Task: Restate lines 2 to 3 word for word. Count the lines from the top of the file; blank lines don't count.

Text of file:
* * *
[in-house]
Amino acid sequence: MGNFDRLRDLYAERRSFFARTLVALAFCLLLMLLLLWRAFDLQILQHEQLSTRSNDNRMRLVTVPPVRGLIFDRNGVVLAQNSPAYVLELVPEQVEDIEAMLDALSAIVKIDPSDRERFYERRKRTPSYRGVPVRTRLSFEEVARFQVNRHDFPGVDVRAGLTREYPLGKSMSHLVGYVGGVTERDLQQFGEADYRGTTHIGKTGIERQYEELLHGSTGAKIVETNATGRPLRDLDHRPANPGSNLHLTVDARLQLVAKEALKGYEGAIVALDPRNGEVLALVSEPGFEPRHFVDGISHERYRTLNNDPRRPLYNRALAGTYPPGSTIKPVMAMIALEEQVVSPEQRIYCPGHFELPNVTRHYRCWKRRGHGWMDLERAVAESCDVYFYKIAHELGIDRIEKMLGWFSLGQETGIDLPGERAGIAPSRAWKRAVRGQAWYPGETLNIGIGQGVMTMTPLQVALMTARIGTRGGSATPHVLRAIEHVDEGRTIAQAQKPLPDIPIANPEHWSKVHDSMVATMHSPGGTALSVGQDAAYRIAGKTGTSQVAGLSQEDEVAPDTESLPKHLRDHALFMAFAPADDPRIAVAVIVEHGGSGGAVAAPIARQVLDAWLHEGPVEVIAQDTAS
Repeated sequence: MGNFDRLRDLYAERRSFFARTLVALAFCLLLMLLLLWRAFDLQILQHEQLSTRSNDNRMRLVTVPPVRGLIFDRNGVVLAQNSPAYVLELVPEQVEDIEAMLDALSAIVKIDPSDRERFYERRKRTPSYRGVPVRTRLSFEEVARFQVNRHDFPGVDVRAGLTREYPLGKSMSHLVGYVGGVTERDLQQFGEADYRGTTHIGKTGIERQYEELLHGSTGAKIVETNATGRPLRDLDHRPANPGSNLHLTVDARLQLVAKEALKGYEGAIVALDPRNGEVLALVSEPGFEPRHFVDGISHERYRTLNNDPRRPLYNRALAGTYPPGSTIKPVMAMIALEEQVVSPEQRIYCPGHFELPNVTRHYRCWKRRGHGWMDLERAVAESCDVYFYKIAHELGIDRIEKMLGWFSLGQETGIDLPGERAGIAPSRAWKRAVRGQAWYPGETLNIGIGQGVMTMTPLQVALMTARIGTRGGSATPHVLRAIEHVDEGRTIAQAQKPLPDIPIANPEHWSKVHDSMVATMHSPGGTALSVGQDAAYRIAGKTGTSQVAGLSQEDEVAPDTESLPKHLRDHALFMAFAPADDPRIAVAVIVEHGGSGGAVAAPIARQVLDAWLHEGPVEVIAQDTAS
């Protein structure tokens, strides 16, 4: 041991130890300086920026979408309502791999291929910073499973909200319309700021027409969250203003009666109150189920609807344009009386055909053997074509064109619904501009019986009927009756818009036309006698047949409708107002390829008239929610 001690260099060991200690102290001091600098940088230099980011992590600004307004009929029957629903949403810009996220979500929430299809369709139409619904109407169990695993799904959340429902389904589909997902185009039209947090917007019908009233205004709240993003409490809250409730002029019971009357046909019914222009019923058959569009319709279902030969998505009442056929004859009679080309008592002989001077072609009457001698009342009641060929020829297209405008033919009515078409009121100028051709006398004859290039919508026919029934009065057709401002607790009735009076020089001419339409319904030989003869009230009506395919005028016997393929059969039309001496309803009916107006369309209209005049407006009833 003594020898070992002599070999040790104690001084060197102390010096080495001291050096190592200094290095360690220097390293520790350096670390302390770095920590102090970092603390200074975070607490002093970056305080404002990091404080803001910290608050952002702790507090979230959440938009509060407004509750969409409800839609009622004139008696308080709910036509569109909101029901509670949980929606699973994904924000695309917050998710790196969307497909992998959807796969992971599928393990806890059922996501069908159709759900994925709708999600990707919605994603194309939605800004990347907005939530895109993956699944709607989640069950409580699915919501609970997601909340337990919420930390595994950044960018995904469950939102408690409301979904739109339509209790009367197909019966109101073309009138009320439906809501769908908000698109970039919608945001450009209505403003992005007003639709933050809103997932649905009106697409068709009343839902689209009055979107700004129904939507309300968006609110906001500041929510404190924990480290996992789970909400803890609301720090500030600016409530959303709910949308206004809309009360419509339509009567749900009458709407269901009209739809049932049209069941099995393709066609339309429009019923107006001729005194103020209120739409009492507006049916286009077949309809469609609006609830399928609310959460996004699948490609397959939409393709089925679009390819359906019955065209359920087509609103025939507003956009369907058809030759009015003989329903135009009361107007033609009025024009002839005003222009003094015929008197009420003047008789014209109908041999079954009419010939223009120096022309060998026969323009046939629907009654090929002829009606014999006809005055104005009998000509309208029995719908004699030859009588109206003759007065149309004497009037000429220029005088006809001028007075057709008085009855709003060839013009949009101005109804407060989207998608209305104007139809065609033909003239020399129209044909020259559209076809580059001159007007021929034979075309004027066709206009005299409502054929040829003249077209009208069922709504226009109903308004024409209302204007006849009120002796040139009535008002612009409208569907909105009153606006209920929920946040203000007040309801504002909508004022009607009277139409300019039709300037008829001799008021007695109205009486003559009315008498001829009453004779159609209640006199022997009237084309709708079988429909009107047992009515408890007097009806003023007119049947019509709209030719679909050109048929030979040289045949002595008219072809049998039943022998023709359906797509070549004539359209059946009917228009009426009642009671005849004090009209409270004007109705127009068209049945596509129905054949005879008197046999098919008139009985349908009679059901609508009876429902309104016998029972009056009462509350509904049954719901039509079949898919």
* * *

Amino acid sequence: MGNFDRLRDLYAERRSFFARTLVALAFCLLLMLLLLWRAFDLQILQHEQLSTRSNDNRMRLVTVPPVRGLIFDRNGVVLAQNSPAYVLELVPEQVEDIEAMLDALSAIVKIDPSDRERFYERRKRTPSYRGVPVRTRLSFEEVARFQVNRHDFPGVDVRAGLTREYPLGKSMSHLVGYVGGVTERDLQQFGEADYRGTTHIGKTGIERQYEELLHGSTGAKIVETNATGRPLRDLDHRPANPGSNLHLTVDARLQLVAKEALKGYEGAIVALDPRNGEVLALVSEPGFEPRHFVDGISHERYRTLNNDPRRPLYNRALAGTYPPGSTIKPVMAMIALEEQVVSPEQRIYCPGHFELPNVTRHYRCWKRRGHGWMDLERAVAESCDVYFYKIAHELGIDRIEKMLGWFSLGQETGIDLPGERAGIAPSRAWKRAVRGQAWYPGETLNIGIGQGVMTMTPLQVALMTARIGTRGGSATPHVLRAIEHVDEGRTIAQAQKPLPDIPIANPEHWSKVHDSMVATMHSPGGTALSVGQDAAYRIAGKTGTSQVAGLSQEDEVAPDTESLPKHLRDHALFMAFAPADDPRIAVAVIVEHGGSGGAVAAPIARQVLDAWLHEGPVEVIAQDTAS
Repeated sequence: MGNFDRLRDLYAERRSFFARTLVALAFCLLLMLLLLWRAFDLQILQHEQLSTRSNDNRMRLVTVPPVRGLIFDRNGVVLAQNSPAYVLELVPEQVEDIEAMLDALSAIVKIDPSDRERFYERRKRTPSYRGVPVRTRLSFEEVARFQVNRHDFPGVDVRAGLTREYPLGKSMSHLVGYVGGVTERDLQQFGEADYRGTTHIGKTGIERQYEELLHGSTGAKIVETNATGRPLRDLDHRPANPGSNLHLTVDARLQLVAKEALKGYEGAIVALDPRNGEVLALVSEPGFEPRHFVDGISHERYRTLNNDPRRPLYNRALAGTYPPGSTIKPVMAMIALEEQVVSPEQRIYCPGHFELPNVTRHYRCWKRRGHGWMDLERAVAESCDVYFYKIAHELGIDRIEKMLGWFSLGQETGIDLPGERAGIAPSRAWKRAVRGQAWYPGETLNIGIGQGVMTMTPLQVALMTARIGTRGGSATPHVLRAIEHVDEGRTIAQAQKPLPDIPIANPEHWSKVHDSMVATMHSPGGTALSVGQDAAYRIAGKTGTSQVAGLSQEDEVAPDTESLPKHLRDHALFMAFAPADDPRIAVAVIVEHGGSGGAVAAPIARQVLDAWLHEGPVEVIAQDTAS